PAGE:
|Developer(s)||Daybreak Game Company|
|Publisher(s)||Daybreak Game Company|
|Platform(s)||Microsoft Windows, PlayStation 4|
|Genre(s)||Massively multiplayer online role-playing game|
EverQuest Next was a planned massively multiplayer online role-playing game (MMORPG), meant to be the successor to EverQuest, EverQuest Online Adventures and EverQuest II. The game was in development by the Daybreak Game Company, but the project was terminated in 2016.
The game was not planned to be a sequel or prequel to any of the games in the EverQuest franchise; it was planned to present to players a "parallel world" of Norrath, one in which some of the locations and characters may be familiar, but specific relationships and events can diverge from the official storylines of the other games. The developers had stated an intention to return to a style of gameplay more like the original EverQuest, while retaining the advances in MMORPG design that have developed in the years since that game first launched. Daybreak Game Company was using their game engine called Forgelight for EverQuest Next, making this the second game to use this engine. Forgelight focuses on lighting effects and game characters. This engine is being used for eighth generation consoles and has been discussed as "amazingly intuitive".
The first indication that a new game was in development appeared in a chapter written by EverQuest creative director Rich Waters in the EverQuest 10th Anniversary Book (2009).
At the Sony Online Entertainment Live 2012 event, John Smedley stated that EverQuest Next has been completely redeveloped, stating "What we are building is something that we will be very proud to call EverQuest. It will be the largest sandbox style MMO ever designed... We are remaking Norrath unlike anything you’ve ever seen, but you'll recognize it." During Sony Online Entertainment Live, John Smedley mentioned that EverQuest Next will attempt to keep the free-to-play model for as long as possible. This means that once a player has purchased the game, they will not be required to pay a subscription fee in order to continue to play.
At PAX East 2013, game developer Dave Georgeson confirmed a full reveal of EverQuest Next on August 2 at SOE Live. EverQuest Next was intended to be subdivided into two segments: a standard, quest-based MMORPG, and a world-building tool called Landmark. Applications for Landmark beta-testing are already being accepted, and John Smedley has said that the best of Landmark's player-made worlds would have been brought into the MMORPG.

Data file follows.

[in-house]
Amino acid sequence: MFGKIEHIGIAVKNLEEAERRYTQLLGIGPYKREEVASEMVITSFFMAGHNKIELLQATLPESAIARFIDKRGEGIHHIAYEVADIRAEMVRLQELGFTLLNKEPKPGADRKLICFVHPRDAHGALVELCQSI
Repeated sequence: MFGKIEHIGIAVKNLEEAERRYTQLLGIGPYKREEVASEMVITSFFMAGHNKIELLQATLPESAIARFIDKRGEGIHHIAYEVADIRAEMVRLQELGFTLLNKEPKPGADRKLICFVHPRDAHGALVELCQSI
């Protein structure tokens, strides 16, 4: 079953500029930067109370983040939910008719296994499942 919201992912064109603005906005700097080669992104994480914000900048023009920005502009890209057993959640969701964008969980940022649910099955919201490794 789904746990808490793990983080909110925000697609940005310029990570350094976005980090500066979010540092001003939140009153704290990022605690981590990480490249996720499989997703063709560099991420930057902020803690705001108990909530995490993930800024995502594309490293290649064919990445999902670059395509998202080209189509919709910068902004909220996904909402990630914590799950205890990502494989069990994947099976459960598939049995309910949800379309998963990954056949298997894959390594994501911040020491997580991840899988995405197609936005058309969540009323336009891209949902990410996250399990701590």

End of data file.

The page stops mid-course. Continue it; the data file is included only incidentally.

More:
On January 31, 2014, EverQuest Next's counterpart Landmark began its official alpha testing phase. Purchasers of the $99.99 Founders Pack or the $59.99 Explorers Pack were allowed into this alpha testing as part of the game developers goal of "making development a collaborative process". Landmark began its closed-beta testing on March 26, 2014.
In August 2014, at SOE Live, the EverQuest Next team revealed three new classes: the Tempest, the Cleric and the Elementalist. Brand new combat videos showing off how players work together was also shown at the event.
In June 2015, it was announced that Daybreak shifted the main development focus of the team from Landmark to EverQuest Next.
On March 11, 2016, Daybreak announced development had been discontinued. Daybreak Game Company's president, Russell Shanks, said that "As we put together the pieces, we found that it wasn't fun".
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- "Landmark Live #47". Daybreak Game Company. Retrieved 2015-06-27.
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- MMOGames [@MMOGames] (8 June 2015). "The news #EQN fans have been waiting for: Daybreak have shifted their development focus to @everquest_next! #mmorpg" (Tweet) – via Twitter.
- "EQN News: A Letter from Daybreak's President". Daybreak Game Company. 11 March 2016.
- James Vincent (11 March 2016). "EverQuest Next, the free-to-play MMO, has been canceled because it isn't fun". The Verge. Vox Media.
- Archive.org copy of Official website: https://web.archive.org/web/*/everquestnext.com